Coming Home Again
Hong-Kong born director Wayne Wang has had an intriguing career, starting with a breakthrough comedy “Chan Is Missing” (1982). He earned international fame with the ambitious “Joy Luck Club” (1993), and, sought after by Hollywood, he came to direct some mainstream Hollywood productions like “Maid in Manhattan” (2002) and “Last Holiday”(2006). More recently, he has returned to more personal, independent pictures, like the just released “Coming Home Again.” Based on a New Yorker essay by award-winning Korean-American writer Chang-rae Lee, this intimate family drama about a mother, a son, and the burden of family expectations, world premiered at the Toronto International Film Festival last year and is now streaming in the Washington, DC area (the film runs 86 minutes and is not rated, though it contains nothing objectionable).
The film takes place over one full day (though leavened by flashbacks), during which Chang-rae (Justin Chon), a first generation Korean-American, has returned to his family home in San Francisco to prepare the traditional New Year’s Eve dinner. He also has taken on the task of caring for his ailing mother (Jackie Chung), suffering fatal stomach cancer. He wants to fulfill his role as the supportive son, but he must come to terms with his own conflicted emotions. His father (John Lie) is also present in the apartment but appears as a fugitive figure, little engaged with his wife’s care.
The food preparation in the film forms the symbolic sinew between Chang-rae and his mother, a meal exquisitely prepared that signals how much he cares for her and how much he owes her. (Fans of Asian cooking movies will be reminded-–with mouths watering–of films like “Eat, Drink, Man, Woman,” and “Juro Dreams of Sushi,” ). Note: for this film, the food was prepared by Korean-American master chef Corey Lee from a noted San Francisco restaurant. The care and precision of the food prep also gives the young man time to reflect on the intense relationship between him and his mother..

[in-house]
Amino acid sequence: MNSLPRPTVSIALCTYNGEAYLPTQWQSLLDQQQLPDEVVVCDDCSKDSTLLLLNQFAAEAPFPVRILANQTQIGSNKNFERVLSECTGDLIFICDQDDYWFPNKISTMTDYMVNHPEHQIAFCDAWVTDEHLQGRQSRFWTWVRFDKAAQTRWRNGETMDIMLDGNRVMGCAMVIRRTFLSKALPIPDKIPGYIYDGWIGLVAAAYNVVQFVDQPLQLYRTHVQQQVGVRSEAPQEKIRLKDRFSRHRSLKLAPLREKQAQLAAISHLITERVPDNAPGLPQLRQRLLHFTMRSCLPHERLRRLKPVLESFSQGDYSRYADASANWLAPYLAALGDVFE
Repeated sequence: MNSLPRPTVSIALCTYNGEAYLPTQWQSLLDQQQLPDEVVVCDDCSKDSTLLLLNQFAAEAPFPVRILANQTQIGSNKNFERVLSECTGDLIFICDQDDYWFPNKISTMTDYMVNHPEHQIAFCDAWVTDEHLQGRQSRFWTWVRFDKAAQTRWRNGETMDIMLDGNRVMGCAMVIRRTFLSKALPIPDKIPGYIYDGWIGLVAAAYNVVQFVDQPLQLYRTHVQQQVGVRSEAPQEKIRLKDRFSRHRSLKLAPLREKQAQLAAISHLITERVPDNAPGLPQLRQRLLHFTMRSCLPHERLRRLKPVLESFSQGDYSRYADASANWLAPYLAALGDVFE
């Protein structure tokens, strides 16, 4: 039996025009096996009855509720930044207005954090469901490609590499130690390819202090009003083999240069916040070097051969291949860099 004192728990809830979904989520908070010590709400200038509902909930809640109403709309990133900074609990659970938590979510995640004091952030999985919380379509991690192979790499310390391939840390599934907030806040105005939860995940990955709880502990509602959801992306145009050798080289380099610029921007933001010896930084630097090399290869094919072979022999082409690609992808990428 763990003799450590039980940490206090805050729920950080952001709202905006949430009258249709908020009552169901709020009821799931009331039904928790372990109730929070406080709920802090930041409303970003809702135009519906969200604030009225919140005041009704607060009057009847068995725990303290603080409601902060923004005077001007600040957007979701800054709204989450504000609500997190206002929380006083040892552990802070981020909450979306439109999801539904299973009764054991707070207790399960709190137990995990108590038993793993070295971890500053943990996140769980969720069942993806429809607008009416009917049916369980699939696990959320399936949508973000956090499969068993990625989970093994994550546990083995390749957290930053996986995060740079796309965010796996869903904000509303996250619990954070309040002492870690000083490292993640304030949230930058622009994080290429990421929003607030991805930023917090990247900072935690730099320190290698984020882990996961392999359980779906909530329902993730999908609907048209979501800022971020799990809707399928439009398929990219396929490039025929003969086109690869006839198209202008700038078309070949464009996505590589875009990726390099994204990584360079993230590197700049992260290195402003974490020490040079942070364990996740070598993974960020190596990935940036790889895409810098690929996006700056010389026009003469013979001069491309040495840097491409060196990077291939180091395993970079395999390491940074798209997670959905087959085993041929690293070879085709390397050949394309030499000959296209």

The arrival of Chang-rae’s younger sister (July Kim) for the holiday introduces another family dynamic, as she cannot accept her father’s verdict that Mom has little time left and no desire to accept more painful cancer treatments. She challenges her mother about her intentions in an exquisite, agonized sequence made all the more touching by being shown in a fixed longshot with only murmured dialogue. That bedside scene is one of many quiet, perfectly centered shots by Wang framing the apartment in images so reminiscent of the great Japanese director Yasujiro Ozu.
The overall reticence of the film is so strong that certain disruptive events at the quiet family dinner ring out like thunder claps. I would expect many viewers would find “Coming Home Again” just too slow and restrained. Yet, the film’s restraint appropriately represents the culture it portrays, which, together with a most effective cast, offers patient filmgoers much to admire.
Hill resident Mike Canning has written on movies for the Hill Rag since 1993 and is a member of the Washington Area Film Critics Association. He is the author of “Hollywood on the Potomac: How the Movies View Washington, DC.” His reviews and writings on film can be found online at www.mikesflix.com.